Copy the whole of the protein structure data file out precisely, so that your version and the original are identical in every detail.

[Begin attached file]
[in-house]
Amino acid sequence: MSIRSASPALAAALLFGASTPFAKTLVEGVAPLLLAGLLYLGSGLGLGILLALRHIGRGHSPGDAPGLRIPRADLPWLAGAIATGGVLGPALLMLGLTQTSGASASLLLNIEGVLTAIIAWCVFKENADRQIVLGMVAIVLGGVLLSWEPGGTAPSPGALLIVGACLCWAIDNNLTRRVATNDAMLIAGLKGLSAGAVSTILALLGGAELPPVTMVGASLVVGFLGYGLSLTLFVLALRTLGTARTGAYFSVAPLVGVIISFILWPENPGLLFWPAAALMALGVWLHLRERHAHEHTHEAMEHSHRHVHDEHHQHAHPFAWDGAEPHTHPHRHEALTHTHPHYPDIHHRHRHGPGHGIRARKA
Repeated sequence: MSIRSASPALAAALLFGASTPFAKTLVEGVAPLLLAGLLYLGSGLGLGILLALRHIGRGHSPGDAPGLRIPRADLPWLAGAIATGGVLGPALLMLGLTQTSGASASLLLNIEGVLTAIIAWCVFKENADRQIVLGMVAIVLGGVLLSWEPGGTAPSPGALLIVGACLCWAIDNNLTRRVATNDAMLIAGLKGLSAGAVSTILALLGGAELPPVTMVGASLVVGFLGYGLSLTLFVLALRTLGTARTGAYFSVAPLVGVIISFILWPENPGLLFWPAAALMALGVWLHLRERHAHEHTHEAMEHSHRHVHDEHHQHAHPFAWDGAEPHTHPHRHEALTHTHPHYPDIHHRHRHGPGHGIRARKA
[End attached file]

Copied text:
[in-house]
Amino acid sequence: MSIRSASPALAAALLFGASTPFAKTLVEGVAPLLLAGLLYLGSGLGLGILLALRHIGRGHSPGDAPGLRIPRADLPWLAGAIATGGVLGPALLMLGLTQTSGASASLLLNIEGVLTAIIAWCVFKENADRQIVLGMVAIVLGGVLLSWEPGGTAPSPGALLIVGACLCWAIDNNLTRRVATNDAMLIAGLKGLSAGAVSTILALLGGAELPPVTMVGASLVVGFLGYGLSLTLFVLALRTLGTARTGAYFSVAPLVGVIISFILWPENPGLLFWPAAALMALGVWLHLRERHAHEHTHEAMEHSHRHVHDEHHQHAHPFAWDGAEPHTHPHRHEALTHTHPHYPDIHHRHRHGPGHGIRARKA
Repeated sequence: MSIRSASPALAAALLFGASTPFAKTLVEGVAPLLLAGLLYLGSGLGLGILLALRHIGRGHSPGDAPGLRIPRADLPWLAGAIATGGVLGPALLMLGLTQTSGASASLLLNIEGVLTAIIAWCVFKENADRQIVLGMVAIVLGGVLLSWEPGGTAPSPGALLIVGACLCWAIDNNLTRRVATNDAMLIAGLKGLSAGAVSTILALLGGAELPPVTMVGASLVVGFLGYGLSLTLFVLALRTLGTARTGAYFSVAPLVGVIISFILWPENPGLLFWPAAALMALGVWLHLRERHAHEHTHEAMEHSHRHVHDEHHQHAHPFAWDGAEPHTHPHRHEALTHTHPHYPDIHHRHRHGPGHGIRARKA